Vegan Peeps: Just What We Do (Or Don’t) Need

Maybe you’re not not religious or Christian, so Easter is not a holiday you celebrate. But perhaps you still enjoy some of the more light-hearted traditions (in the U.S.), such as the brightly colored marshmallow bunnies and chicks called Peeps.

If you’re avoiding meat and any products made from animals, Peeps are on the “no thank you” list. Marshmallows look innocuous enough. But they can sometimes contain eggs and most commercially-produced ones use gelatin, which is derived from the hides and bones of animals (which could have been taken from pigs, meaning that many brands of marshmallows are not halal or kosher). In addition, gelatin has been reported to transmit bovine spongiform encephalopathy — Mad Cow Disease).

Fortunately, there’s more than one way to make a marshmallow than with artificial colors and animal-based ingredients. Inhabitots has instructions for making vegan and organic Peeps, using agar agar (red algae flakes) instead of the gelatin.

Or, you could make vegan marshmallows (this site has a number of recipes) and substitute them in these recipes for DIY Peeps (one has instructions for using a pastry bag to get the proper chick-shape and another suggests using cookie cutters). You can leave your creations white or color them in non-neon shades with organic food coloring.

Most commercial Easter candy comes wrapped in as much plastic packaging as electronic devices. So piping your own Peeps enables you to cut down on this and avoid adding to the amount of plastic waste from discarded Easter baskets and plastic Easter eggs.

With all this said, is it really worth it to make meat-free imitation candy? People have of course been celebrating a Peeps-free Easter for ages. Perhaps we don’t need a vegan alternative or equivalent for something, but would do as well to seek out other Easter treats not derived from animals. Here are some†suggestions to†have an ethical Easter. You can also make sure to avoid†Easter eggs made with palm oil and even have a dairy-free, egg-free Easter egg hunt.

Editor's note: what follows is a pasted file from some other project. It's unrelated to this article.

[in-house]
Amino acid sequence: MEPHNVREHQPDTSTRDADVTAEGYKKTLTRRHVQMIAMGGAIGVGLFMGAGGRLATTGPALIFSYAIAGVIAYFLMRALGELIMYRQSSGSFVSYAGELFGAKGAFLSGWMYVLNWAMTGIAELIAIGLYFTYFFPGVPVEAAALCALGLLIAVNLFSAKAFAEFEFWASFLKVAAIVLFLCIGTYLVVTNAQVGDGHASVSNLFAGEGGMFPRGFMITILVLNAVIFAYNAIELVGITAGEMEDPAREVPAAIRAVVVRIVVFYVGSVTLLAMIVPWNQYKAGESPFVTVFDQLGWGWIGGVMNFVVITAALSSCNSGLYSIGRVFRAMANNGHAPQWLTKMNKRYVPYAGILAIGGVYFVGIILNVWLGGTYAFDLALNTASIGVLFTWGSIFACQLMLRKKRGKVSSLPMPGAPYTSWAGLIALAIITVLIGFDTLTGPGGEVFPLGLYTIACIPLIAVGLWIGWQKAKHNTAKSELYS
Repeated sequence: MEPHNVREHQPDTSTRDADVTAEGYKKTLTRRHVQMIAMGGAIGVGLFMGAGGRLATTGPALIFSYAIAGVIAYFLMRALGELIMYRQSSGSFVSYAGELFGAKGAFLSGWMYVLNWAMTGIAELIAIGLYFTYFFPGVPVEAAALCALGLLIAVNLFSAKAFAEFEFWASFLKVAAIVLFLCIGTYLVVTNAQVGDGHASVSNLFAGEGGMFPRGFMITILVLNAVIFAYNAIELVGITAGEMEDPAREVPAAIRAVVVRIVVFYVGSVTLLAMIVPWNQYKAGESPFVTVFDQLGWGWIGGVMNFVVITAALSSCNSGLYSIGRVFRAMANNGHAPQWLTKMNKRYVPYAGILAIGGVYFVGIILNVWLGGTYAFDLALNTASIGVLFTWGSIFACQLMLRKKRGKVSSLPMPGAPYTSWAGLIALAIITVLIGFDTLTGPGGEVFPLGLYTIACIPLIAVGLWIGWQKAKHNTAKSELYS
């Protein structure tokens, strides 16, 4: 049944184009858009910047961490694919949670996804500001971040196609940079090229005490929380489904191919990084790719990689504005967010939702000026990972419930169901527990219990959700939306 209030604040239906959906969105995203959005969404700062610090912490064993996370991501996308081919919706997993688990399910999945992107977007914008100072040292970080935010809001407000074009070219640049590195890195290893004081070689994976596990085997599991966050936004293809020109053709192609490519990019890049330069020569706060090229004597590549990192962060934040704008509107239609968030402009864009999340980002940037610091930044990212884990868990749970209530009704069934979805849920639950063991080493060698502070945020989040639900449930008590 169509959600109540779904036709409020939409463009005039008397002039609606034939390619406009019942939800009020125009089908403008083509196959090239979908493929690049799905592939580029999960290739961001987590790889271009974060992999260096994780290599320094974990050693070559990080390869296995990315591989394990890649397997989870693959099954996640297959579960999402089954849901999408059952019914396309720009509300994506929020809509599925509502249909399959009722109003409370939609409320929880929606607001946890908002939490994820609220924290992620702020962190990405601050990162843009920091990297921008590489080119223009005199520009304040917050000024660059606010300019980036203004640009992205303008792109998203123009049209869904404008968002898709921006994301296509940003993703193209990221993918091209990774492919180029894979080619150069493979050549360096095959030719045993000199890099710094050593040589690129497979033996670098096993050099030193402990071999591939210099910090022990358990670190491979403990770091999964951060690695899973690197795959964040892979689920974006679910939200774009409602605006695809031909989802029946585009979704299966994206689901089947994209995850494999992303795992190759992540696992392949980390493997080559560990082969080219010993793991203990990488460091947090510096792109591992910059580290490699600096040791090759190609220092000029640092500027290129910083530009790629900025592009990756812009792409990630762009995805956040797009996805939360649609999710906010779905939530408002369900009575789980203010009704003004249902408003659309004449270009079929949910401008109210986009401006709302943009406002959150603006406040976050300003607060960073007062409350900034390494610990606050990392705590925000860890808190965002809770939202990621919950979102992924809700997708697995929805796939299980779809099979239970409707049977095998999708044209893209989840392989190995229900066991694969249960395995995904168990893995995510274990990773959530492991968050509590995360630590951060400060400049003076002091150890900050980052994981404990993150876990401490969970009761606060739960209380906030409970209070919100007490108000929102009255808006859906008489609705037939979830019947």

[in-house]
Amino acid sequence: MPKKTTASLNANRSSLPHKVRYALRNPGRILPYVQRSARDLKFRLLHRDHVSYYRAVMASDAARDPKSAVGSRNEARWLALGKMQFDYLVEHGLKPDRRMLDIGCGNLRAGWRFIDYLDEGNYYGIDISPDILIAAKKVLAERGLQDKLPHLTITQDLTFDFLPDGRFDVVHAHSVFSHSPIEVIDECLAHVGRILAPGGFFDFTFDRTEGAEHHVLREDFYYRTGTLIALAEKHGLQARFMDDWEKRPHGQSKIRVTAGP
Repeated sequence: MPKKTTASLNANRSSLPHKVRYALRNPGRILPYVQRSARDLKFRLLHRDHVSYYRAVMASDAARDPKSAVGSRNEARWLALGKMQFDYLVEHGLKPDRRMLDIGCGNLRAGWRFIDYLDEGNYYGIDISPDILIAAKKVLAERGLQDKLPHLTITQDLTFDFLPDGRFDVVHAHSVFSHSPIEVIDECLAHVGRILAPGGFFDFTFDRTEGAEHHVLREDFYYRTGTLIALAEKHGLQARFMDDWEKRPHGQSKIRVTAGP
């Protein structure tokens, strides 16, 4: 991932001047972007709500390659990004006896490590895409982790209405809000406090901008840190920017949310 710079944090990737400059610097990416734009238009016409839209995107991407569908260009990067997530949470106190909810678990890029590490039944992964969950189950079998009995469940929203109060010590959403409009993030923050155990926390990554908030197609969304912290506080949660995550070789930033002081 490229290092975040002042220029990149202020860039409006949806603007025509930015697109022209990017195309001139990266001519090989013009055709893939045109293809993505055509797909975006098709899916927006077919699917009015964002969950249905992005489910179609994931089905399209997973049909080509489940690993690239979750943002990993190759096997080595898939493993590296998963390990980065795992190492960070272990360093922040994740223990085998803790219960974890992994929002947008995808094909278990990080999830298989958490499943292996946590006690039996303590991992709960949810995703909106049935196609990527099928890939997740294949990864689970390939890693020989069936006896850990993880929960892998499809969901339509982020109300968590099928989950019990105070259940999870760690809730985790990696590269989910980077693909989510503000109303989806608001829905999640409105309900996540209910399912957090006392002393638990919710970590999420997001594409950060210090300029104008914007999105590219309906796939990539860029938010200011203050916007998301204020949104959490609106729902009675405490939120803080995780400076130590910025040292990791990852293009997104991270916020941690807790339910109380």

Easter, whether and however you celebrate it, doesn’t have to be Peeps- or treats-free, unless you’d prefer it that way.

 

Related Care2 Coverage

Donít Adopt a Rabbit or Chick for Easter

5 Ways To Have a Plastic-Free, Egg-Free Easter Egg Hunt

10 Ways to Use Peeps This Spring

Photo from Thinkstock

93 comments

Jerome S
Jerome Sabout a month ago

thanks

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Jerome S
Jerome Sabout a month ago

thanks

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Jim Ven
Jim Venabout a month ago

thanks for sharing

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Jim Ven
Jim Venabout a month ago

thanks for sharing

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Jim Ven
Jim Venabout a year ago

thanks for sharing.

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Oleg Kobetz
Oleg Kobets3 years ago

Thank you

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Kyle N.
Kyle N4 years ago

WTF? Just another way for a company to charge more for basically the same thing. It's a way for companies to take advantage of the gullible consumer. I'll stick with the regular peeps... MMM so nice and marshmallowy : )

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stacey t.
Stacey Toda4 years ago

Cool idea

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Nirvana Jaganath
Nirvana Jaganath4 years ago

Thanks

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Patricia H.
Patricia H.4 years ago

thanks for sharing, VEGANS ROCK

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